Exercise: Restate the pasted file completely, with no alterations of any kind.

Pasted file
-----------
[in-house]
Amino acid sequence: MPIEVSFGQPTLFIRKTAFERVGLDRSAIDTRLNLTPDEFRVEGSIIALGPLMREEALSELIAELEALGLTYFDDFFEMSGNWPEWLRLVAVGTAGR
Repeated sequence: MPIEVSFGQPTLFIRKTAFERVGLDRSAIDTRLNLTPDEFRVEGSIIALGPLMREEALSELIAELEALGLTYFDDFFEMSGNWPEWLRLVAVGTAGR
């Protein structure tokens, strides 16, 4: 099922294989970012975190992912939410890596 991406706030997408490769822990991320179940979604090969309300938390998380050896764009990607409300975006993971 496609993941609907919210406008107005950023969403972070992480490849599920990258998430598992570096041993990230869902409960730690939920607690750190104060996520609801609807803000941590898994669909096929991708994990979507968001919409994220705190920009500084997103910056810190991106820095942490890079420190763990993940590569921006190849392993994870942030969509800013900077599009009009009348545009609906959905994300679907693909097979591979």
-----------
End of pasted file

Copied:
[in-house]
Amino acid sequence: MPIEVSFGQPTLFIRKTAFERVGLDRSAIDTRLNLTPDEFRVEGSIIALGPLMREEALSELIAELEALGLTYFDDFFEMSGNWPEWLRLVAVGTAGR
Repeated sequence: MPIEVSFGQPTLFIRKTAFERVGLDRSAIDTRLNLTPDEFRVEGSIIALGPLMREEALSELIAELEALGLTYFDDFFEMSGNWPEWLRLVAVGTAGR
């Protein structure tokens, strides 16, 4: 099922294989970012975190992912939410890596 991406706030997408490769822990991320179940979604090969309300938390998380050896764009990607409300975006993971 496609993941609907919210406008107005950023969403972070992480490849599920990258998430598992570096041993990230869902409960730690939920607690750190104060996520609801609807803000941590898994669909096929991708994990979507968001919409994220705190920009500084997103910056810190991106820095942490890079420190763990993940590569921006190849392993994870942030969509800013900077599009009009009348545009609906959905994300679907693909097979591979």